• Sodium - 0.25 teaspoon
    • Sodium is lost in sweat, but easily replaced by salting foods
  • Fluid - 500mls
    • If a carbohydrate drink is not consumed

As you can imagine, this is all easily done by either a protein shake with a sugary carbohydrate snack, or simply having an organised meal. Providing nutrition immediately after training moves you from the necessary catabolic "breakdown" processes of training, to the restored energy balance and anabolic "build-up" processes of repair, recovery and growth.

Though I recommend eating whole meals of whole ingredients instead of just supplements, if it's easier for you to build a post-session habit with supplements then do that. Consistency in context is powerful!

Consume Enough Protein

You probably ride the fine edge of "enough" protein, as I have never met an athlete outside of physique training who eats an optimal level of protein consistently.

The Recommended Daily Allowance (RDA) for protein is 0.8g/kg/day and represents the minimum level of protein required to avoid deficiency that would lead to a progressive loss of muscle in healthy adults. It is not set to support athletic performance, augment training adaptations and recovery.

There is no evidence that chronically high protein diets (>3g/kg/day) have any detrimental effect on health markers. In one study resistance training men consumed >250g of protein per day for a year with no changes in health markers.

There is ample evidence that a total daily protein target of 1.6-2.0g/kg/day favourably supports adaptations to training and improves body-composition. Protein also reduces ad libitum energy intake, aiding energy balance throughout the day.

15% increase in energy from dietary protein at constant carbohydrate intake produces a sustained decrease in ad libitum caloric intake that may be mediated by increased CNS leptin sensitivity and results in clinically significant weight loss. (Weigle, 2005).

Ideally your total daily protein intake is best spread over multiple meals of >20g and <50g. Roughly 25-45g of high quality protein per meal maximises the muscle recovery and growth response, and there is not a greater response if the dose exceeds that.

  • Protein - 1.6-2.0g/kg/day
    • e.g. 112-140g per day at 70kg body weight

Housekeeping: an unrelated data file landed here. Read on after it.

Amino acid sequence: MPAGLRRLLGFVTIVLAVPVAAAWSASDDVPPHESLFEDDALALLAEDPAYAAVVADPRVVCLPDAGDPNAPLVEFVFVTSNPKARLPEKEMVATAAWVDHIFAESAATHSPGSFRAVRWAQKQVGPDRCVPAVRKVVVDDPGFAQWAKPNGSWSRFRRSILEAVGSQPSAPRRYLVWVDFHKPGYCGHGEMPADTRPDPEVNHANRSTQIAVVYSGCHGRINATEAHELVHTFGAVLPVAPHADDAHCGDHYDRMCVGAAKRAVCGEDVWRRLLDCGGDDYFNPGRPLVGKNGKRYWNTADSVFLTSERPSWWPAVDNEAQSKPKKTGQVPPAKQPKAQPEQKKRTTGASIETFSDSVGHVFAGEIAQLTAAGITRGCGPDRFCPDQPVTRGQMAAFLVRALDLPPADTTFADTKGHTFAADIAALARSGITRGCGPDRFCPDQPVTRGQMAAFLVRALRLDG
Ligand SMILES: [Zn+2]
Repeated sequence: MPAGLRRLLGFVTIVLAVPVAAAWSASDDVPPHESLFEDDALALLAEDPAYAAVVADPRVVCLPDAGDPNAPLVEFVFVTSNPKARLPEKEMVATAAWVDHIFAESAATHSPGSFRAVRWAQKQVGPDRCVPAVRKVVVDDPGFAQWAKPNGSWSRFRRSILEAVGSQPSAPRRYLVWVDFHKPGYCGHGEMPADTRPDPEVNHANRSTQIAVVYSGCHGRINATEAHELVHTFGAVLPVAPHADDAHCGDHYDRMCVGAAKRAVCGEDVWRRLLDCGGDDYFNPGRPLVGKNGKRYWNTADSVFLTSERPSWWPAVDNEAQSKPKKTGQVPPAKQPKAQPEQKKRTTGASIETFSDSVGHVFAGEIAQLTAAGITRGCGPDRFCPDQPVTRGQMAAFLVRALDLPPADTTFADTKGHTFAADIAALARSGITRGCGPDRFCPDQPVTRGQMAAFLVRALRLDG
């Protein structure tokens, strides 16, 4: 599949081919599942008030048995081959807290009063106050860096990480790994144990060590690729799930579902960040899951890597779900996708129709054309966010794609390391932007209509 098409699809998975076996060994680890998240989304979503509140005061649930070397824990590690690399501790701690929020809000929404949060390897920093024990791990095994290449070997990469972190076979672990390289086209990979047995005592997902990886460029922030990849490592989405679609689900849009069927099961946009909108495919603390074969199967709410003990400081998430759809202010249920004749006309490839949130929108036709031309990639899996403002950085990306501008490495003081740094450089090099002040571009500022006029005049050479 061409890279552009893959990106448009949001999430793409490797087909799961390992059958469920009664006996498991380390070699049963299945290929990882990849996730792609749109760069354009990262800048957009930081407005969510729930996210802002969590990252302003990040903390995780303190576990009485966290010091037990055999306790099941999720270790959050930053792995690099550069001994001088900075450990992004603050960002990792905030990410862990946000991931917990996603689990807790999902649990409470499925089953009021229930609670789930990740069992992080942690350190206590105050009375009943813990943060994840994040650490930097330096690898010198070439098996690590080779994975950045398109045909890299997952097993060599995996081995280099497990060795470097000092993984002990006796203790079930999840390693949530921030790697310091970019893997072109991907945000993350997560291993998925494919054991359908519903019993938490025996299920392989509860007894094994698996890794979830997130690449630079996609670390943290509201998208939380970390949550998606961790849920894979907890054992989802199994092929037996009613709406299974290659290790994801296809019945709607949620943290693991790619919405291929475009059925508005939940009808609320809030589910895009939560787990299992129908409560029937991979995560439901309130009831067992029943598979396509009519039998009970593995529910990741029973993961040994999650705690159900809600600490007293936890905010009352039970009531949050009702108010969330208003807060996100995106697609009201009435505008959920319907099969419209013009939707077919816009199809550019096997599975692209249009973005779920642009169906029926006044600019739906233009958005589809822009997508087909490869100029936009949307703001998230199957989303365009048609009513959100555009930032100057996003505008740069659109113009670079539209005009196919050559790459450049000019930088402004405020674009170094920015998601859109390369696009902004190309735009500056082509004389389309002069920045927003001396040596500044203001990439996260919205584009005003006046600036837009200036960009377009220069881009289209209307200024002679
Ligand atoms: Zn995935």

• Splitting that into 30g-45g servings (4-5 meals) would be optimal

Combine protein sources to reach the 30-45g serving size, even using supplments alongside meals. For example, if you are vegan then you can simply consume some vegan protein powder alongside your typical meals to bring up protein content.

One of the easiest and most useful habits is, to purchase a protein powder supplement (i.e. whey or plant-based) and consume 1 scoop as soon as you wake-up, and 1 scoop immediately before bed. Personally I keep a glass, spoon, and bag of protein by the bathroom sink.

Our findings contradict the popular belief that it is advantageous to limit energy intake in the evening. In fact, protein consumption before sleep after an evening resistance exercise bout has been shown to increase muscle protein synthesis overnight in young healthy men, and the results of the present study suggest that regardless of the macronutrient type, energy intake of 586–628 kJ (140–150 kcal) before sleep is more beneficial than not eating. These results suggest a plausible synergistic benefit of resistance exercise and late evening protein consumption to increase both overnight muscle protein synthesis and REE [Resting Energy Expenditure]. In addition, it is convenient to hypothesise that the improvement in morning resting metabolism may further aid in the maintenance of and/or improvement in body composition and thereby provide a competitive advantage in healthy, physically active young men. (Madzima, 2014).

Consume Fresh Whole Foods

A fresh whole food diet is quite simply the most effective long-term strategy for health. You are meeting your nutrition targets whilst maximising the consumption of a myriad of beneficial compounds found in fresh whole foods. Not only are you getting vitamins, minerals, and phytonutrients, but you are also consuming different forms of fiber which favourably change your gut biome that impacts your immunity, performance, mental-health, and body-composition.

The so-called Mediterranean diet has been shown to reduce chronic disease burden (e.g. incidence of and/or mortality from cardiovascular disease, cancer, diabetes, hypertension, cognitive impairment, and kidney disease) and/or all-cause mortality.

The Mediterranean Diet generally involves:

  • high consumption of fish
  • high consumption of legumes
  • high consumption of monounsaturated fat (olive oil/avocados)
  • high consumption of fruits/vegetables